Punk in Britain
Opening Saturday June 11th 2016
From 3.00 pm to 8.00 pm
On view from Sunday June 12th to Sunday August 28th 2016 Every day, 10.30 am – 7.30 pm Wednesdays and Thursdays, 10.30 am – 9.00 pm
Galleria Carla Sozzani
On the occasion of the 40th anniversary of punk, the Galleria Carla Sozzani presents “Punk in Britain”. More than 90 photos documenting the key players in British punk who, since the mid 70s, have changed the language of fashion and music in London and around the world will be shown. The exhibition incorporates two parts: the photographs of Simon Barker (Six), Dennis Morris, Sheila Rock, Ray Stevenson, Karen Knorr, Olivier Richon, and drawings, collages and graphics of Jamie Reid with a special section highlighting the videos and photos of John Tiberi.
In 1976, the Sex Pistols were shouting "I wanna be Anarchy, in the City" while wearing torn shirts, and dresses with studs purchased at Malcom McLaren and his partner Vivienne Westwood's Chelsea store SEX. McLaren had been instrumental in bringing the Sex Pistols into being and, among the Sex Pistols fans, Siouxsie Sioux, Jordan, Debbie, Billy Idol, Soo Catwoman, Adam Ant became known as the "Bromley Contingent", the group associated with them throughout this period. Together they represented a sort of reaction to the years of English austerity and a new response, young and spontaneous, to the rigid formalism of that time.
Taking part in the group was the young photographer Simon Barker aka SIX. With a simple and inexpensive pocket camera SIX caught the "Contingent" and their friends between 1976 and 1978 in the day to day intimacies of their bedrooms and kitchens; and out in public at concerts: the result is a sort of real "family album".
"It was a different way of thinking and being. It was provocative. The rock of Don Letts, John Harwood and John Savage entered by a sort of osmosis into the punk." So writes Sheila Rock, the photographer who had moved from New York to London just to document the Punk. Along with her, Ray Stevenson, worked for the BBC and regularly photographed the Sex Pistols and the London scene.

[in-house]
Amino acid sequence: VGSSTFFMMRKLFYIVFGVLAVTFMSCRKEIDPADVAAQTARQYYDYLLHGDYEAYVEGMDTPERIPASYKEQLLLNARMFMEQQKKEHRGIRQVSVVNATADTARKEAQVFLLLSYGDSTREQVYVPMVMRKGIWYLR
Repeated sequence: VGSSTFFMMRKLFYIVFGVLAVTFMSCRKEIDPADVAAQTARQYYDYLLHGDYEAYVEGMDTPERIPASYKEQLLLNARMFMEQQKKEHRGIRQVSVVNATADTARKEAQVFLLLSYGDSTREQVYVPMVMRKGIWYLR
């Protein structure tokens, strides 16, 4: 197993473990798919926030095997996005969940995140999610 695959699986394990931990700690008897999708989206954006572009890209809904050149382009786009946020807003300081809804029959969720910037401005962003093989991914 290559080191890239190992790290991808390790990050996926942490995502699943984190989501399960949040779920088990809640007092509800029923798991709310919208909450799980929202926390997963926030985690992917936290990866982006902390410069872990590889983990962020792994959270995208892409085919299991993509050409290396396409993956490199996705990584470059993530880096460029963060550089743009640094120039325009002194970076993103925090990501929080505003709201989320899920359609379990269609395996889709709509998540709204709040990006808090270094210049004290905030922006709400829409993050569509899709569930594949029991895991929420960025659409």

Karen Knorr and Olivier Richon spent endless nights in nightclubs from Roxy to 100 Club, from Covent Garden to Charing Cross and Oxford Street to photograph, in precise poses, the nocturnal world of the punk rock scene.
Dennis Morris, the official photographer of the Sex Pistols, perhaps the most recognized punk group of the time, documents the group with his photos, along with two videos by John 'Boogie' Tiberi, the legendary Tour Manager of the Sex Pistols: "Stockholm Concert 1977" and the video: "Sex Pistols number 1" which collects television video clips, performances and interviews.
In May 1977, Jamie Reid, was the artist who rendered, in the "disobedient" punk language, what became the graphic image of the Sex Pistols. A portrait of the Queen published in the Daily Express on the occasion her royal jubilee, after hundreds of tests, evolved under Reid's eye, into the "barred" queen that was published on the cover of the new Sex Pistols' album. It would sell 25,000 copies, an astronomical number for those times, and establish a visual identity that is still today recognized.
Punk - originally meaning "cheap" - has become anything but. Forty years later, punk is an era and a cultural phenomenon rich in the imagery of a way of life.
Galleria Carla Sozzani
Corso Como 10 – 20154 Milano, Italia
tel. +39 02 653531 fax +39 02 29004080